If a body gives off the energy L in the form of radiation, its mass diminishes by L/V2.The V in this case is the 1920s-era standard variable for the speed of light (which Einstein argued was constant). Thus, if you wrote out the mass-energy equivalence equation as Einstein originally described it, you'd get m = L/V2.
The upshot of Einstein's mass-energy equivalence and the relativity it helps describe is that all matter can be converted into a predictable amount of energy -- a large predictable amount of energy. Fortunately, only in very rare circumstances can matter be efficiently and explicitly converted entirely into its equivalent energy. We don't unleash all of our food energy when we digest it, for example, because we're unlocking its chemical energy, not its nuclear energy. That's a very good thing, as E = mc2 would make your average slice of cheesecake exponentially more fattening (and destructive).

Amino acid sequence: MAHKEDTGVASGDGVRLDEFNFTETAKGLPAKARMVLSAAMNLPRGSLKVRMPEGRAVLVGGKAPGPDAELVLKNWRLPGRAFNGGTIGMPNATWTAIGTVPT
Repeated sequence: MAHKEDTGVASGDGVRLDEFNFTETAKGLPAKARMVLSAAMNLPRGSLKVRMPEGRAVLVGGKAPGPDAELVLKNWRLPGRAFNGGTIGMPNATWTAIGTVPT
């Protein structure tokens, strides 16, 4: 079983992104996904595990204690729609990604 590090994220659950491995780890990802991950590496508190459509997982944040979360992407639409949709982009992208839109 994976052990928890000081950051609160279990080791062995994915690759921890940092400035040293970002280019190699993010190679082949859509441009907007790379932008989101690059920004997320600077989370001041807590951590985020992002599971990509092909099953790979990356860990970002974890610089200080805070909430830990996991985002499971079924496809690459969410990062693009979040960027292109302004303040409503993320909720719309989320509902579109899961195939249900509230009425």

According to Einstein's famous equation, how many food calories are there in a single gram of mass?